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The history of the Denver Nuggets from Wikipedia. 80022
The Denver Nuggets are a professional basketball team based in Denver, Colorado that plays in the National Basketball Association. The team was founded as the Denver Larks in 1967 as a charter franchise of the American Basketball Association (ABA) but changed its name to Rockets before the first season. It changed its name again to the Nuggets in anticipation of an ABA-NBA merger in 1974, and played for the final ABA Championship title in 1976, losing to the New York Nets. The team joined the NBA in 1976 after the ABA-NBA merger and has had some periods of success, making the playoffs for nine consecutive seasons in the 1980s and doing the same for the previous nine seasons. However, it has not made an appearance in a championship round since its last year in the ABA.
The Nuggets play their home games at the Pepsi Center, which they share with the Colorado Avalanche of the NHL.
In 1967, one of the ABA's charter franchises was awarded to a group in Kansas City, Missouri headed by Southern California businessman James Trindle. However, Trindle was unable to find a suitable arena in the Kansas City area. League commissioner George Mikan suggested moving the team to Denver. After agreeing to name Denver native and former NBA player Vince Boryla as general manager, Trindle moved his team to Denver as the Denver Larks, named after the Colorado state bird. The Trindle group was severely undercapitalized, leading Mikan to order the Larks to post a $100,000 performance bond or lose the franchise. Hours before the deadline, Trindle sold a two-thirds controlling interest to Denver trucking magnate Bill Ringsby for $350,000. Ringsby then renamed the team the Rockets, after his company's long-haul trucks.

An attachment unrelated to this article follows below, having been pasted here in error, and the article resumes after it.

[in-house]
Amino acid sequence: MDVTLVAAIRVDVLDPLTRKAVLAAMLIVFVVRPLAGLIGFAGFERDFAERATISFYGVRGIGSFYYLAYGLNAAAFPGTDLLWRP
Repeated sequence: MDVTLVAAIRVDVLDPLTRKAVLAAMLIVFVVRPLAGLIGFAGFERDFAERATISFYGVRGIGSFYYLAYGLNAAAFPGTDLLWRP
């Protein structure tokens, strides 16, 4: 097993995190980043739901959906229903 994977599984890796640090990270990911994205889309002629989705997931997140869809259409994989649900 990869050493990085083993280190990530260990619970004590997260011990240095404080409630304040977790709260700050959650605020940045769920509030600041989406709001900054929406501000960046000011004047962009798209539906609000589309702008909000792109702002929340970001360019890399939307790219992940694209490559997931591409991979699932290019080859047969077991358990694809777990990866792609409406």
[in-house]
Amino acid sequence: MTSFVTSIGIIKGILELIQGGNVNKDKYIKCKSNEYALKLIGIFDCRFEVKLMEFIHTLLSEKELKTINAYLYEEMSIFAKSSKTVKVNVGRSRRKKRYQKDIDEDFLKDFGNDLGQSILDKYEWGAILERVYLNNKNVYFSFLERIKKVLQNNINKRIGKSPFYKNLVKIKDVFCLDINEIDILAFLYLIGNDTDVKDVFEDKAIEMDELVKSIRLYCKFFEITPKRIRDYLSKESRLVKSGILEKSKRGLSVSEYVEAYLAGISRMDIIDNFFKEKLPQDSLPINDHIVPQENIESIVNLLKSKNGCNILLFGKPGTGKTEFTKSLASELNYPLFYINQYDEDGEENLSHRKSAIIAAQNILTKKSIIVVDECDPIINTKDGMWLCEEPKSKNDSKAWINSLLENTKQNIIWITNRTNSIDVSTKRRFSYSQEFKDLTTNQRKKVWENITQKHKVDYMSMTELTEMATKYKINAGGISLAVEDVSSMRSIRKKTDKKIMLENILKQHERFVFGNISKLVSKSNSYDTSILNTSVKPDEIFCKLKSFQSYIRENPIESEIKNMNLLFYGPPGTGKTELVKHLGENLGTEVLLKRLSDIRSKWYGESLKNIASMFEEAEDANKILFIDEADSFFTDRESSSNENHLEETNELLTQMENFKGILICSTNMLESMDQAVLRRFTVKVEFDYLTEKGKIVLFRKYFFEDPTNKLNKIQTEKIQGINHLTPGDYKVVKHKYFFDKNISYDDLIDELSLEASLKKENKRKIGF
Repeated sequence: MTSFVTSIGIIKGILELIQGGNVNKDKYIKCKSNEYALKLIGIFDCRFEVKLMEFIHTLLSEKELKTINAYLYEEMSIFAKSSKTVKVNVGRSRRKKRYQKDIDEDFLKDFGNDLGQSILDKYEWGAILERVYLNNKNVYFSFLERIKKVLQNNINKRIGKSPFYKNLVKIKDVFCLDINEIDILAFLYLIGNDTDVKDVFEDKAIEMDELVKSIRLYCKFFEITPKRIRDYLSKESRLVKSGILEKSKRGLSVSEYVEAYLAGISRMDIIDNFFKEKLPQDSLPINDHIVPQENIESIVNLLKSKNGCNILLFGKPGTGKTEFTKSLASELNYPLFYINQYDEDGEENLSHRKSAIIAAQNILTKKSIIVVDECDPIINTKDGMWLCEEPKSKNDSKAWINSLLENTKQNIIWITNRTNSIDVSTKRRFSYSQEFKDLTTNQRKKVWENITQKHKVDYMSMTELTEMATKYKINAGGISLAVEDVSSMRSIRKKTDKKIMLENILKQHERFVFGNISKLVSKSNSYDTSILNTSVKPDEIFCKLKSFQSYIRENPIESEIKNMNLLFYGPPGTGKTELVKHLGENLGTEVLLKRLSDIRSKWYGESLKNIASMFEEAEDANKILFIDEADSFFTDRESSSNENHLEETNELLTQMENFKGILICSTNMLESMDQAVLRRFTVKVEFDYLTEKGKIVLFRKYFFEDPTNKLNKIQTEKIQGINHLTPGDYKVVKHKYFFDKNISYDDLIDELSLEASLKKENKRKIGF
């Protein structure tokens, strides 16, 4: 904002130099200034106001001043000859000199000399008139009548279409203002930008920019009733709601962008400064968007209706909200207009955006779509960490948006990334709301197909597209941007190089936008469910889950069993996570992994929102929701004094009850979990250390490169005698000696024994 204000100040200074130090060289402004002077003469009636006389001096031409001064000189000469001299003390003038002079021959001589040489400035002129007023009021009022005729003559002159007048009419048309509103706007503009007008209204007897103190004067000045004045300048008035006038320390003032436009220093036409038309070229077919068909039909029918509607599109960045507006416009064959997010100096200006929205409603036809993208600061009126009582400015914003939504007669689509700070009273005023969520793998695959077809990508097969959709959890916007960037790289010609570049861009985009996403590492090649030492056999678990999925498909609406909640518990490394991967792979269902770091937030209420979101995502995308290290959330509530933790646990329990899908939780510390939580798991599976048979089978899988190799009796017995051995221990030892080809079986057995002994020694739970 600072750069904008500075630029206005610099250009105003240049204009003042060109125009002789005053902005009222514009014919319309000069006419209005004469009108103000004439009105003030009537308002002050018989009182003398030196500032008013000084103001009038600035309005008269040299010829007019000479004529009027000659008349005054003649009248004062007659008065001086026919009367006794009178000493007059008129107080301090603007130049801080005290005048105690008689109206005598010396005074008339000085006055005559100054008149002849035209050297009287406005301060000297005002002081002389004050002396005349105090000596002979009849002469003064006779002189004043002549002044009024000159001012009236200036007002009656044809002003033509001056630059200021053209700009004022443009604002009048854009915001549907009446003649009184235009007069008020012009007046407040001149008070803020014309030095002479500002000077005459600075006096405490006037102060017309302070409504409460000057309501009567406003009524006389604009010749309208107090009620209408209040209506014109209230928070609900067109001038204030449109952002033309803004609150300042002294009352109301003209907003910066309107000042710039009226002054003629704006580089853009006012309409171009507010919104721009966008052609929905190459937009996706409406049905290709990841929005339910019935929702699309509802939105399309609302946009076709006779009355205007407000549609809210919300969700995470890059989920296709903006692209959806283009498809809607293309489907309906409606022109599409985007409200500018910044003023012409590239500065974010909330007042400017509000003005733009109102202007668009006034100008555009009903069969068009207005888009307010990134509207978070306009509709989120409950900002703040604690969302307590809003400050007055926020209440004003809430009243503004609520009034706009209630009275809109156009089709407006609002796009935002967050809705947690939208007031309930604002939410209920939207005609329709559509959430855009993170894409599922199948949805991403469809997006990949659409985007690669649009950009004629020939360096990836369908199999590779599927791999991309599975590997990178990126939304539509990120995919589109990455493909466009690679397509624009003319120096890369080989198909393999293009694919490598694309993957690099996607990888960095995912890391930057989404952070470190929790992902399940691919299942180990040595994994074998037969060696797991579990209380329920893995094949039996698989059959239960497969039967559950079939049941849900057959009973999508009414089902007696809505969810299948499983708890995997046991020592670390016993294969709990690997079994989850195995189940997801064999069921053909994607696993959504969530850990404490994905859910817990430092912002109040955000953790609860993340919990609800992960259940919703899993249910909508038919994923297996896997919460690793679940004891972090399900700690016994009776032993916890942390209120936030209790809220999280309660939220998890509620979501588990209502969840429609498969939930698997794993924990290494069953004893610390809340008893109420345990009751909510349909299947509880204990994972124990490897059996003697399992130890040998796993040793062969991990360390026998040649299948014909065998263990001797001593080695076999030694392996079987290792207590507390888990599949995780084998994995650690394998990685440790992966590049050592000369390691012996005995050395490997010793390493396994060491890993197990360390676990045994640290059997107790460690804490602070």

Playing at Denver Auditorium Arena, the Rockets had early successes on the court, developing a solid fan base along the way. However, the team had a history of early playoff exits and failed to play in an ABA championship series.
Early, they had a solid lineup led by Byron Beck and Larry Jones, then later by Beck and Ralph Simpson. Lonnie Wright of the American Football League's Denver Broncos signed with the Rockets during that first season and became the first player to play professional football and basketball in the same season. Wright played 4 seasons with Denver. Controversial rookie Spencer Haywood joined the team for the 1969–70 season. Haywood was one of the first players to turn pro before graduating from college, and the NBA initially refused to let him play in the league. Haywood averaged nearly 30 points and 19.5 rebounds per game in his only ABA season, being named ABA MVP, ABA rookie of the year, as well as the All-Star Game MVP. The team finished 51-33, winning their division, before exiting the playoffs in the 2nd round.
Just before the start of the 1970-71 season, Haywood signed with the NBA Seattle SuperSonics and jumping to the NBA. The team tumbled to a 30-54 record and attendance suffered.
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